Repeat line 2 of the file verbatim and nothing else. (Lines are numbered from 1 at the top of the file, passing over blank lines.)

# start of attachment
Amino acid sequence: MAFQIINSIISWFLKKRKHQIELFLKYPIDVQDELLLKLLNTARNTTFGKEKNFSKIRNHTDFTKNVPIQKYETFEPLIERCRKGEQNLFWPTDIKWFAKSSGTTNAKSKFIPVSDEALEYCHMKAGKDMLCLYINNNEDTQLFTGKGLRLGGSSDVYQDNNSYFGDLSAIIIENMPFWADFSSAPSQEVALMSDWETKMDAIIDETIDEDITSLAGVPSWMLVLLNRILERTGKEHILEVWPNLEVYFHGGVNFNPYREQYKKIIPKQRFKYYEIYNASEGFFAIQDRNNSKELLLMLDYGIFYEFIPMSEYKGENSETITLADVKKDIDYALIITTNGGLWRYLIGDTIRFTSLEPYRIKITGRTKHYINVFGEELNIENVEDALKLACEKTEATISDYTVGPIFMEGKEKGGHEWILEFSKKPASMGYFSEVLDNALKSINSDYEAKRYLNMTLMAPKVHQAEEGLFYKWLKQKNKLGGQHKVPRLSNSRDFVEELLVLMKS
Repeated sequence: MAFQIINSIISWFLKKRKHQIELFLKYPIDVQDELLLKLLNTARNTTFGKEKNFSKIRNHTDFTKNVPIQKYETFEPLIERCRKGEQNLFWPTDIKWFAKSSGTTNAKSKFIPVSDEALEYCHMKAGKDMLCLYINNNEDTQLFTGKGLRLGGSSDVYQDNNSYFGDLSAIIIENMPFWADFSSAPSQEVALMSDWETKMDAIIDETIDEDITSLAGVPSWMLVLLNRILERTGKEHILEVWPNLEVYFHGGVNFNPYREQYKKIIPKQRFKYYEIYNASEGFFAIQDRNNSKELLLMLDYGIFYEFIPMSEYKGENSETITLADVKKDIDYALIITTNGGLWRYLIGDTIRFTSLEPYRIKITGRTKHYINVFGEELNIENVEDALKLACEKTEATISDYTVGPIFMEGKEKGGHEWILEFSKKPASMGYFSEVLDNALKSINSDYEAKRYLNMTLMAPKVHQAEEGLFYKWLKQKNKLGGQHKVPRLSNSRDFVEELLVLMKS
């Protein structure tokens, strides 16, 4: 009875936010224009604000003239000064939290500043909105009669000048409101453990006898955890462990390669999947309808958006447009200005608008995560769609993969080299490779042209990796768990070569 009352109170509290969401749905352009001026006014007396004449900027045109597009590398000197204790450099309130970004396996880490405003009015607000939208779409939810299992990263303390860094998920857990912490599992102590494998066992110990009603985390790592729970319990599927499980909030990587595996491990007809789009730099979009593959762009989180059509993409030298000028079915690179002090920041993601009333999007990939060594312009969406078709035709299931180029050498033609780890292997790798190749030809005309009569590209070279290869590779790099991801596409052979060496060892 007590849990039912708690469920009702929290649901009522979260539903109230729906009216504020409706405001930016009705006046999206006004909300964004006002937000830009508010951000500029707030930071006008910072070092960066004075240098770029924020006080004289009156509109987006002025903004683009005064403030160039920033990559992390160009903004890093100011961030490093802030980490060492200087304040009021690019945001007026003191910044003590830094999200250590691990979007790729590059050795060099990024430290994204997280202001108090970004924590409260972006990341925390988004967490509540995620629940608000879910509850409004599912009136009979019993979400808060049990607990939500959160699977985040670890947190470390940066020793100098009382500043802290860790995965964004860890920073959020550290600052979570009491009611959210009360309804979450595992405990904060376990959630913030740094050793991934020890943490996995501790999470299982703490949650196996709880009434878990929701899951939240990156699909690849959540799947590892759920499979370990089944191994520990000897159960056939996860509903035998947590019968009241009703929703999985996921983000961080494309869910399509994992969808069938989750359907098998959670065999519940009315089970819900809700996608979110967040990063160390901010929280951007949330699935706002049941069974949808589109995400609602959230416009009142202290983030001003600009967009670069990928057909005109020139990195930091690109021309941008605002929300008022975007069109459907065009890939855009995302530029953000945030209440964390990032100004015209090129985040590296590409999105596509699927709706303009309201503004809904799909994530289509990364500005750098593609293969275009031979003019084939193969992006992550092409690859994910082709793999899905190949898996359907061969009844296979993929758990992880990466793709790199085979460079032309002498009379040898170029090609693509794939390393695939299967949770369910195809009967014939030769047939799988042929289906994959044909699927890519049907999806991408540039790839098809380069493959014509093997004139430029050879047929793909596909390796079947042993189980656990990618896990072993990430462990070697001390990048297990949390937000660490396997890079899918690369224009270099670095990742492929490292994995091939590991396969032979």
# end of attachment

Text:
Repeated sequence: MAFQIINSIISWFLKKRKHQIELFLKYPIDVQDELLLKLLNTARNTTFGKEKNFSKIRNHTDFTKNVPIQKYETFEPLIERCRKGEQNLFWPTDIKWFAKSSGTTNAKSKFIPVSDEALEYCHMKAGKDMLCLYINNNEDTQLFTGKGLRLGGSSDVYQDNNSYFGDLSAIIIENMPFWADFSSAPSQEVALMSDWETKMDAIIDETIDEDITSLAGVPSWMLVLLNRILERTGKEHILEVWPNLEVYFHGGVNFNPYREQYKKIIPKQRFKYYEIYNASEGFFAIQDRNNSKELLLMLDYGIFYEFIPMSEYKGENSETITLADVKKDIDYALIITTNGGLWRYLIGDTIRFTSLEPYRIKITGRTKHYINVFGEELNIENVEDALKLACEKTEATISDYTVGPIFMEGKEKGGHEWILEFSKKPASMGYFSEVLDNALKSINSDYEAKRYLNMTLMAPKVHQAEEGLFYKWLKQKNKLGGQHKVPRLSNSRDFVEELLVLMKS